cover image The Woman Who Waited

The Woman Who Waited

Andrei Makine, , trans. from the French by Geoffrey Strachan. . Arcade, $24 (182pp) ISBN 978-1-55970-774-9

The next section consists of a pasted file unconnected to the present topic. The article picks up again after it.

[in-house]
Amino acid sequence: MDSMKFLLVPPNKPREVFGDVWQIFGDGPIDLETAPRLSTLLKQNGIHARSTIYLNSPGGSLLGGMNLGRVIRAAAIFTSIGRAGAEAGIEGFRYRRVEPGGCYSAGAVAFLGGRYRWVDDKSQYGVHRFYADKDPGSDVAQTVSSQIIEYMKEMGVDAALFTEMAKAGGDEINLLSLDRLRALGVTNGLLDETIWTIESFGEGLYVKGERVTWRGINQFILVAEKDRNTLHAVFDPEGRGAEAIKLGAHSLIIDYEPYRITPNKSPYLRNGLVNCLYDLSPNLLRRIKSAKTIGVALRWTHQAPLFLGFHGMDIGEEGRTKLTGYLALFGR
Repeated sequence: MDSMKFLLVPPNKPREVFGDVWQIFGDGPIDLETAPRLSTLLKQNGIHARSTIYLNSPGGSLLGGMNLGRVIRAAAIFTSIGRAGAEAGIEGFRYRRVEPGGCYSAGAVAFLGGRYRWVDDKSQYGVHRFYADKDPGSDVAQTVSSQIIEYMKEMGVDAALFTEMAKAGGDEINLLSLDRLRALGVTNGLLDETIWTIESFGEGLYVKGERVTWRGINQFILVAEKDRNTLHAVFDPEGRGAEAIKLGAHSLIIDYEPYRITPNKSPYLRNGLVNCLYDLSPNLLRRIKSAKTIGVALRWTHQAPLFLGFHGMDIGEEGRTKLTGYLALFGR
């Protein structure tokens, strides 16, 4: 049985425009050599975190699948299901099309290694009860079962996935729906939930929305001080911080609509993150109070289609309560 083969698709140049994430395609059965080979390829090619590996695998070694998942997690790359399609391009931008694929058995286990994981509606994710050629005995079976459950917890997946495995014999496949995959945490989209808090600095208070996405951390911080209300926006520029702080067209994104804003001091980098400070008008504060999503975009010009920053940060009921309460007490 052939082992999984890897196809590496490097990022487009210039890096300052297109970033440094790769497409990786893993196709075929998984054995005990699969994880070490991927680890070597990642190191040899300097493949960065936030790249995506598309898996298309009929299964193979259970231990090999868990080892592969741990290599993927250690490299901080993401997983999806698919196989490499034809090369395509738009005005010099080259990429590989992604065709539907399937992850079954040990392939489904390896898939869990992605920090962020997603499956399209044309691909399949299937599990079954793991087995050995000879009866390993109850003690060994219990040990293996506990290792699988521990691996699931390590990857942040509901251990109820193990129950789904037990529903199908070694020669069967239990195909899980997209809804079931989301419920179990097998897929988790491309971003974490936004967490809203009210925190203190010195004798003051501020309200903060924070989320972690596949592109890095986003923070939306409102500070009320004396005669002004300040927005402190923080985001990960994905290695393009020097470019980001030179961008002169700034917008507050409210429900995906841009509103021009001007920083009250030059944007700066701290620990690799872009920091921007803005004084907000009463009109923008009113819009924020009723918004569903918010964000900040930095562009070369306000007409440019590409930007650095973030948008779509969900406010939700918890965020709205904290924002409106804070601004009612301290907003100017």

A sensuously styled, elegiac tale set in the mid-1970s, Makine's latest opens a window onto a generation of post-WWII Russian widows through one mysterious woman's vigil. In the village of Mirnoe on the northern White Sea coast, a young male journalist researching local customs meets an intriguing woman who has waited 30 years for her fiancé, reported killed, to return from the war. Just 16 when her lover was conscripted, Vera devotes herself selflessly to the care of the town's many war widows: she rows out to tend to the widows' graves on a nearby island and lives alone, ever watchful. The narrator, writing in retrospect but 26 at the time of the story, was educated in St. Petersburg; ironic and arrogant, he believes he has Vera's selflessness figured out as a prosaic, idealized vision of womanhood. And yet, he learns, Vera has studied advanced linguistics in St. Petersburg, and returned to Mirnoe by choice. The closer he gets to her, the more he is shamed in the face of her towering presence. Makine, now almost 50 and the author of eight other novels (including Dreams of My Russian Summers ), lives in Paris; he transforms a very simple premise into a richly textured story of love and loss. (Mar.)